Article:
Wimpole Street, Westminster
A ‘long unlovely street’, according to Tennyson, running north–south through central Marylebone and now best known for dentistry
The street is named after Wimpole Hall, a palatial house in Cambridgeshire that belonged to the Harley family, developers of the Cavendish estate – which takes in much of this part of Marylebone. Begun around 1724, Wimpole Street had just seven houses by the end of the decade.
The Irish statesman and philosopher Edmund Burke was living here in 1759, at a time when the street was beginning to fill with substantial, if uninspiring, terraced houses. Upper Wimpole Street was created after the closure of Marylebone Gardens in 1778.
Like Harley Street and the rest of the immediate area, Wimpole Street at first attracted the cream of London’s fashionable society. Then, from the 1820s onwards, doctors began to open consulting rooms here.
Former nurse Ethel Manson moved into 20 Upper Wimpole Street when she married Dr Bedford Fenwick in 1887. After years of campaigning for better training for nurses and for a system of state registration, Ethel Gordon Fenwick became ‘Nurse No.1’ when the register eventually opened.
In addition to its colony of doctors, Wimpole Street later gained popularity with dentists and opticians. Arthur Conan Doyle opened his ophthalmic practice in Upper Wimpole Street in 1891. He began writing short stories when, “five or six months later, … not one single patient had ever crossed the threshold” [a colourful exaggeration that he later contradicted]. The photo below shows a medical history tour in Upper Wimpole Street outside the building in which Conan Doyle practised.
Wimpole Street’s most distinctive structure, Wimpole House, was built in 1892–3 at the junction with New Cavendish Street. The creator of this Victorian Gothic Renaissance extravagance in pink terracotta was Charles H Worley.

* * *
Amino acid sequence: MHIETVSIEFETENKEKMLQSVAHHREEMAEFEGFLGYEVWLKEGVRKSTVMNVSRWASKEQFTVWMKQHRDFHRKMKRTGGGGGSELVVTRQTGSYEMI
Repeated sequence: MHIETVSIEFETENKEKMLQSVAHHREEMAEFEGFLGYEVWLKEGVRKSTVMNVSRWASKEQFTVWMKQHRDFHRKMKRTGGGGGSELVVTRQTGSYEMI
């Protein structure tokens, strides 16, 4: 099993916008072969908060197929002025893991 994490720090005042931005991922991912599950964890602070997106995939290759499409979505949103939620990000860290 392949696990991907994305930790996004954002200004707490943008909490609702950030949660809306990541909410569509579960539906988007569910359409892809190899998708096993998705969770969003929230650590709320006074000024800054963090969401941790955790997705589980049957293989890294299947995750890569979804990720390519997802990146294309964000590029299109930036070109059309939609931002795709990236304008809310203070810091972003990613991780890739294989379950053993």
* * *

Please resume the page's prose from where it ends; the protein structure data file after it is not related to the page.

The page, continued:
The Royal Society of Medicine came to No.1 Wimpole Street in 1912. The society’s library possesses more than half a million volumes from the last six centuries and also has a collection of portraits, photographs and manuscripts. With proof of identity and on payment of a small fee, anyone can become a temporary member and use the library for reference purposes.
The British Dental Association and the General Dental Council are both based in the street. Open on Tuesday and Thursday afternoons, the BDA Museum at 64 Wimpole Street tells the story of how dentistry has developed from a marketplace spectacle to the complex procedures and treatment of today. Admission is free.
Wimpole Street is also home to the London Cataract Centre.
Elizabeth Barrett was kept a virtual prisoner at 50 Wimpole Street by her tyrannical father before eloping to Italy with fellow poet Robert Browning in 1846. The story of The Barretts of Wimpole Street became the subject of a play and a 1934 film, remade in 1957 with John Gielgud as the patriarch.
In Jane Austen’s Mansfield Park (1814) Mr Rushworth takes a house in Wimpole Street after his marriage. Professor Henry Higgins lives at 27a Wimpole Street in George Bernard Shaw’s play Pygmalion.
Paul McCartney stayed at 57 Wimpole Street, the home of his girlfriend’s parents, from 1963 to 1966. He wrote ‘I Wanna Hold Your Hand’ and ‘Yesterday’ here.
Postal district: W1